Saturday, May 24, 2014

Necessary But Pure - More on Peter Sotos

I have been going through a Peter Sotos buying spree, the highlight of which was finding a used copy of Total Abuse at a near eighty dollar price.  Cheap.  Upon telling a friend about this find, he asked, “Why do you even read that stuff?  It’s beyond sick.”

Yeah.  It is.  As the back copy of Total Abuse reads, “Peter Sotos is the world’s foremost practitioner of verbal brutality.”  That is an understatement.
The things Sotos writes about aren’t pretty, and he doesn’t handle them with kid gloves (no pun intended).  Murder, rape, pedophilia, pornography, Nazis, rough trade, self-loathing, racism and the like shouldn’t be the subjects of casual reads.  Sotos, more than any other writer, rubs your face in the filth and makes sure you taste it.  It is uncomfortable, to say the least.  Reading his work is obviously not for the faint of heart, and nor is it for those who are easily offended.  I read it because I find it inspirational, but not in the way of a budding serial killer or cowardly rapist.  I find it inspirational as a writer.


When I write something, I hope to move the readers in some way.  I want to horrify them, make them laugh or cry … any reaction other than one of utter boredom.  Sotos does that at the most base and instinctually gut-wrenching level.  Few authors (Jack Ketchum, Hubert Selby Jr., and James Ellroy come to mind) can even come close to what he has achieved.  (That’s why used copies of his books command such high prices.)  If my work can cause even a fraction of that sort of reaction, then I am satisfied.  That’s why I read him.  I want the reaction.  I want the inspiration.  I study the way the words flow and the images he conjures with their use and repetition upon the page (Ellroy, again, does something similar). 

If all of that sounds slightly magical, that’s because it is.  Reading is a magical experience.  It is unlike any other artistic medium.  It engages its audience in ways that few arts can.  The reader is just as much a part of the art as the writer, too, and anyone who is serious about writing understands what a delicate dance the two are engaged in during that process.  A lot has been written about this tango, but what needs to be remembered is that writing is also magical.  In fact, it is the main ingredient in the spell because without it there would be nothing to experience.  Without the writer, the reader wouldn’t exist, and that doesn’t go both ways.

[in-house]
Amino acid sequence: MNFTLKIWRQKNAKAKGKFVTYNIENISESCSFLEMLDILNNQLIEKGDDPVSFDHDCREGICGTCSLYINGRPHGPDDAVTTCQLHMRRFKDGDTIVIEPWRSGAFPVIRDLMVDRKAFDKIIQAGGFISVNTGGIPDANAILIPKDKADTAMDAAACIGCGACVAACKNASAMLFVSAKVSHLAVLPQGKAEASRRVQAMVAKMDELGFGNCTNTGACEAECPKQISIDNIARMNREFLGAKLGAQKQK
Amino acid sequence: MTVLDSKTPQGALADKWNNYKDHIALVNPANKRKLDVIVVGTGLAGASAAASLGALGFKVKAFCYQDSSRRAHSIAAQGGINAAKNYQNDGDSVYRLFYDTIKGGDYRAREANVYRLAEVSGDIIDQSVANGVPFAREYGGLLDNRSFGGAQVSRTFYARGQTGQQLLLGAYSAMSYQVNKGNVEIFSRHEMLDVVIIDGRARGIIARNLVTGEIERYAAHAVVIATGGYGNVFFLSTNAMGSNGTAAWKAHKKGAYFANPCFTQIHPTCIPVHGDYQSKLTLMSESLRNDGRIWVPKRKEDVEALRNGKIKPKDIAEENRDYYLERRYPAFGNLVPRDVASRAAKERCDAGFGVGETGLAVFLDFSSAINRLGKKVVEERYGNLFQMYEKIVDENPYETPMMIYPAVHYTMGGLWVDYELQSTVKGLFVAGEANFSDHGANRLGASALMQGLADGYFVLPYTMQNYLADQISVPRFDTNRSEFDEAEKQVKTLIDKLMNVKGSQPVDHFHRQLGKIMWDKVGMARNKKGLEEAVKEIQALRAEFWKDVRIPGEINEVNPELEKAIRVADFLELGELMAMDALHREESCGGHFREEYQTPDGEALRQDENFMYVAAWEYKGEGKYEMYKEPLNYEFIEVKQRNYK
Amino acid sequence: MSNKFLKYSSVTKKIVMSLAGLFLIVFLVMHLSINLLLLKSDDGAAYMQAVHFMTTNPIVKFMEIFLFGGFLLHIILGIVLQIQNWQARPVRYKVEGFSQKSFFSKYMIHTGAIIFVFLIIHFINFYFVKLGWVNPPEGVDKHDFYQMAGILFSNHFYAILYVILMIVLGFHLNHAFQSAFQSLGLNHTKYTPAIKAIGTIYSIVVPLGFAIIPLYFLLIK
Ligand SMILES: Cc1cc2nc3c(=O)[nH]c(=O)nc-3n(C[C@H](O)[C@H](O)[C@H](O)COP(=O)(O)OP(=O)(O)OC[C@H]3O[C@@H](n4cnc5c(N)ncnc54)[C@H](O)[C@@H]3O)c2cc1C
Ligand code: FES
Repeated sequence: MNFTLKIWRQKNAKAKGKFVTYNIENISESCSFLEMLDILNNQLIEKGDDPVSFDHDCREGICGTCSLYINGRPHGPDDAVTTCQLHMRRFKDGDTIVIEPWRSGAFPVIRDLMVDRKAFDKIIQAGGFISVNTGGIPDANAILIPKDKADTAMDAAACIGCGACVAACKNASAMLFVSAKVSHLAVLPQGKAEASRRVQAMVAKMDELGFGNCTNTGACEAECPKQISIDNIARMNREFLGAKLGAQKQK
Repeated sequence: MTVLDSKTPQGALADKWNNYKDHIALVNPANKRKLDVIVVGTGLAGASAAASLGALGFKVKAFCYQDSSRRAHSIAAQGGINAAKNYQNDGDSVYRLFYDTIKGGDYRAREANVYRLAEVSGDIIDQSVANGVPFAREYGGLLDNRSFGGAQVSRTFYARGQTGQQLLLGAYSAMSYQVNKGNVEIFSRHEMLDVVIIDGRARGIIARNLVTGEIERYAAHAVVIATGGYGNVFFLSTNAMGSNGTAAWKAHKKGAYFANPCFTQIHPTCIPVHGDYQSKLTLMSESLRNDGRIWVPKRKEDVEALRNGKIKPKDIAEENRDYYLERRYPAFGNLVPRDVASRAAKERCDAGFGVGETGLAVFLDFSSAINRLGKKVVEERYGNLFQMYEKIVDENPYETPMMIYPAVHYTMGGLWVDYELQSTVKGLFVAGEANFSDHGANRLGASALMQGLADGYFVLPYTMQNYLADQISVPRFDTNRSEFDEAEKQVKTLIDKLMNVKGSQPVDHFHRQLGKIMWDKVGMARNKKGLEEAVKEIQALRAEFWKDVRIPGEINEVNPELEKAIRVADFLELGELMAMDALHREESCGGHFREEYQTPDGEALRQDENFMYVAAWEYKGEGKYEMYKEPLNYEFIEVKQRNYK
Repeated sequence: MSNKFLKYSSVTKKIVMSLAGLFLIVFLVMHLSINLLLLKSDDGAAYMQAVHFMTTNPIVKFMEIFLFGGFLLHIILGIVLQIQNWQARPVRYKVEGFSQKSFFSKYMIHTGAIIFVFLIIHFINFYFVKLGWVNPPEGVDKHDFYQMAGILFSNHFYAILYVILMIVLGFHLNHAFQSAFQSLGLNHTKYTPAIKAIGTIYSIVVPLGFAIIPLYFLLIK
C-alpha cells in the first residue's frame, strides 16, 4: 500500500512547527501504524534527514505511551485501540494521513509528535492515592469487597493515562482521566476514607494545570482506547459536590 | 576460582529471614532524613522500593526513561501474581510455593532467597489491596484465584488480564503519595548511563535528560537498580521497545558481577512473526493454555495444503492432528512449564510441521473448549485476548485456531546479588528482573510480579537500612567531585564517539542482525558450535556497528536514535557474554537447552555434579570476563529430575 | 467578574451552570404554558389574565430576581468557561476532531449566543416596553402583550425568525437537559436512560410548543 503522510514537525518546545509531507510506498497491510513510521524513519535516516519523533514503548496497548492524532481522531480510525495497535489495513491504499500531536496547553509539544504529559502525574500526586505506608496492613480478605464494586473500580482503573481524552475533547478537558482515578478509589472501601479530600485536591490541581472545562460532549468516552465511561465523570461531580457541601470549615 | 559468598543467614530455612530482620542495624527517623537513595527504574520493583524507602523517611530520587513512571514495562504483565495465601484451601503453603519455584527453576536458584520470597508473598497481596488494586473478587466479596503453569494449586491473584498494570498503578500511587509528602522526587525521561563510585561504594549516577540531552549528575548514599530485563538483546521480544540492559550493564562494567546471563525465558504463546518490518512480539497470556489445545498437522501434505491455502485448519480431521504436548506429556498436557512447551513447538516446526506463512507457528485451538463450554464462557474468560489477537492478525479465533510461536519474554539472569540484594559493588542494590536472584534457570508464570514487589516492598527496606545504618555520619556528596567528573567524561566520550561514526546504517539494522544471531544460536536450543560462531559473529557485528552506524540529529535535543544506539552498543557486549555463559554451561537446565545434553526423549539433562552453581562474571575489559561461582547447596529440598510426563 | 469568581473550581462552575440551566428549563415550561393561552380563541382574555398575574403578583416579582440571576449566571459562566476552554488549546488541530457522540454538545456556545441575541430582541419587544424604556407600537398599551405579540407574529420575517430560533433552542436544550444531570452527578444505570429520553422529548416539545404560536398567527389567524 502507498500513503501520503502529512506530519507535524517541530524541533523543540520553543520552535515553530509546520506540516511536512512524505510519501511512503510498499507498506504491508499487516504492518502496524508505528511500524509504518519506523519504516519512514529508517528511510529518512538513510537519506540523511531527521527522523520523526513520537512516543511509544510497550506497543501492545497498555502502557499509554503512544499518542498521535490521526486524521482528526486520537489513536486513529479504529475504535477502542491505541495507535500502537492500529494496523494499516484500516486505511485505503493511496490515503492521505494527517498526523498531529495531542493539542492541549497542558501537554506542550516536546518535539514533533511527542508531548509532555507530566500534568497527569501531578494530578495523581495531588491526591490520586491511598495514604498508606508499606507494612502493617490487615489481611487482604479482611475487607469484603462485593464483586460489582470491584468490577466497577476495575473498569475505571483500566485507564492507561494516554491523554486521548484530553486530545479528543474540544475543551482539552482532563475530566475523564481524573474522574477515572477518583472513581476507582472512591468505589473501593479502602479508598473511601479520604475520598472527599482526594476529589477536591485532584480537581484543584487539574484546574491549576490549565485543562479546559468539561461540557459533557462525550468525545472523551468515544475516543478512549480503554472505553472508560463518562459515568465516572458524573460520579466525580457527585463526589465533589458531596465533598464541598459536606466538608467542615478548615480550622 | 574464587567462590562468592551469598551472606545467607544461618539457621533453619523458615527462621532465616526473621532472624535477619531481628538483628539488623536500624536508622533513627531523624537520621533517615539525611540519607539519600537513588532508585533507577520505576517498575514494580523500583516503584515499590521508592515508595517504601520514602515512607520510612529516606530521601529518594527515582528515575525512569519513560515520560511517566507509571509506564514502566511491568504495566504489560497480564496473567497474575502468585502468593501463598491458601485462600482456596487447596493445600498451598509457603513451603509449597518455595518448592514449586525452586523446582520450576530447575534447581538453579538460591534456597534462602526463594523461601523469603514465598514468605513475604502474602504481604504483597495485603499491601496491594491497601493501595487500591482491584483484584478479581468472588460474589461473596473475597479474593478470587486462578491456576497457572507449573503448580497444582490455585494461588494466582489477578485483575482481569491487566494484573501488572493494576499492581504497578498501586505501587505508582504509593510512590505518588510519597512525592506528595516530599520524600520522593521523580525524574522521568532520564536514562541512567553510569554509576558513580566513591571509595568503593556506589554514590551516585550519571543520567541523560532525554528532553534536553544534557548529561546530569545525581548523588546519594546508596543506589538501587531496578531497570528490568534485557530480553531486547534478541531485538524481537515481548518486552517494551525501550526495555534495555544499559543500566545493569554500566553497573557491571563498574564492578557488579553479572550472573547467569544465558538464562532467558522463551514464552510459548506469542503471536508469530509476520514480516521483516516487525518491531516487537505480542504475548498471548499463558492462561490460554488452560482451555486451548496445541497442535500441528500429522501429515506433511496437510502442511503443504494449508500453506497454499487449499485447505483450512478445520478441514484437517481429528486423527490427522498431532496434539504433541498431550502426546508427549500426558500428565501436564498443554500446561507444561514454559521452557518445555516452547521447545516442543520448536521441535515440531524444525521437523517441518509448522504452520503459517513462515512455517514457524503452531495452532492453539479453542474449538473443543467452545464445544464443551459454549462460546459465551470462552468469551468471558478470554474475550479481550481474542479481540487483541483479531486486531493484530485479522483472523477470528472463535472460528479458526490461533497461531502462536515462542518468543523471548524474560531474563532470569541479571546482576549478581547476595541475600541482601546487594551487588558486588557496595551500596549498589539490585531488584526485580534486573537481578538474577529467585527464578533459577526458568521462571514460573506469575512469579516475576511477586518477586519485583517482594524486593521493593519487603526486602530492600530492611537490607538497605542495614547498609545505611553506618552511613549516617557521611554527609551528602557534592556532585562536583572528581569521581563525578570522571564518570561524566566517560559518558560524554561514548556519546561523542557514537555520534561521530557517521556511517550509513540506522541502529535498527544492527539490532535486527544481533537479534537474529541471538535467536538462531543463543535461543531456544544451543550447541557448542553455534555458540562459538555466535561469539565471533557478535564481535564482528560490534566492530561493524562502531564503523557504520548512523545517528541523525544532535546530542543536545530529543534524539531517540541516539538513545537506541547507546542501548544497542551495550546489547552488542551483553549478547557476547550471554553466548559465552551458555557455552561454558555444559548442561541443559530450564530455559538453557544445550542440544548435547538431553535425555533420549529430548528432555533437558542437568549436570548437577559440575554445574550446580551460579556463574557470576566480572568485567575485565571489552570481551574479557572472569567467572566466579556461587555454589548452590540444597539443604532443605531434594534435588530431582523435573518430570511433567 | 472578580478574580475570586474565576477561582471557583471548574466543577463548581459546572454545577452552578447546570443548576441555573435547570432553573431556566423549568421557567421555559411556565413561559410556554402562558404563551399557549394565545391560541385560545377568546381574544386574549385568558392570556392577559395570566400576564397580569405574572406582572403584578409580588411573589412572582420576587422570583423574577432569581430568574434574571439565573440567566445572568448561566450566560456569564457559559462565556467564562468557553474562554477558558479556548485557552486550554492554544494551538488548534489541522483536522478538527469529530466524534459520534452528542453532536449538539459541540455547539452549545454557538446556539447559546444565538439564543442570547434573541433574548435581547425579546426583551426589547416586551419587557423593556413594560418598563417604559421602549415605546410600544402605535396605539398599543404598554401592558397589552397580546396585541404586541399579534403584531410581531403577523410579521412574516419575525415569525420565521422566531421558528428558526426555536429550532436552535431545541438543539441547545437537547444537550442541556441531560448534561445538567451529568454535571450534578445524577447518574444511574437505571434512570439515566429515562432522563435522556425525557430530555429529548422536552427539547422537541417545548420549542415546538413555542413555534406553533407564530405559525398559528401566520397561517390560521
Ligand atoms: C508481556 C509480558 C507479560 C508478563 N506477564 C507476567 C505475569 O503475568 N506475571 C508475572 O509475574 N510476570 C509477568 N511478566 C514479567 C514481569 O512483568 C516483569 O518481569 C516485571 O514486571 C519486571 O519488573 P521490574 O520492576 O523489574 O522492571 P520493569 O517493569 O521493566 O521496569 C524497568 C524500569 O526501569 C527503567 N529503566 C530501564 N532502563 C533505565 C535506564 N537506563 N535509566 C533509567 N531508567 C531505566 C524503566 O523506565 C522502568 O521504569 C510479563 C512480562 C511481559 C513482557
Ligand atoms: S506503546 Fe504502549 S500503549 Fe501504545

Sotos, whether or not he would admit it, has an understanding of that magic and he uses it to cause the worst reactions in his readers.  He knows how the words need to flow on the page (any writer of worth needs to understand that sentences, like music, must fit into the greater composition just so or run the risk of becoming disruptive).  He knows what patterns to utilize.  He gives just enough of himself that when the readers fill in the “blanks” they are touched in the vilest of ways.  He forces his readers to create images of unspeakable crimes, and then they become complicit in them.  They aren’t just merely reading about these acts.  They are in the room smelling the smells and hearing the cries.  Whether he puts you in the mindset of predator or prey, the end result is that you suffer.  It is an amazing feat to pull off, and it is dangerous, but when it works it is sublime.

My friend was right.  It is sick stuff.  Beyond sick, as he said.  Shouldn’t it be?  Shouldn’t writing about such dark subjects be sick and disturbing?  Sure, some readers will want to stay away from it for whatever reason (and they should if they have any doubts about their ability to handle it), but for the daring, for those who appreciate the magic, the experience is unlike anything you’ll ever read, and why wouldn’t you want to embrace that?


I understand Sotos isn’t for everyone.  In fact, there are times I question whether or not he is even for me, but I respect him, and if I respect an artist, I engage in his or her work.  It’s not always a pleasant job, but it beats reading the latest James Patterson novel, where everything is safe and you know the story before you read it.  Patterson’s yarns are like a fast food breakfast for the reader’s soul.  Sotos, however is not so easy to digest.  It takes an investment of time and intellect that many readers will eventually regret, scarred and scared by what they have experienced.  I would have it no other way.


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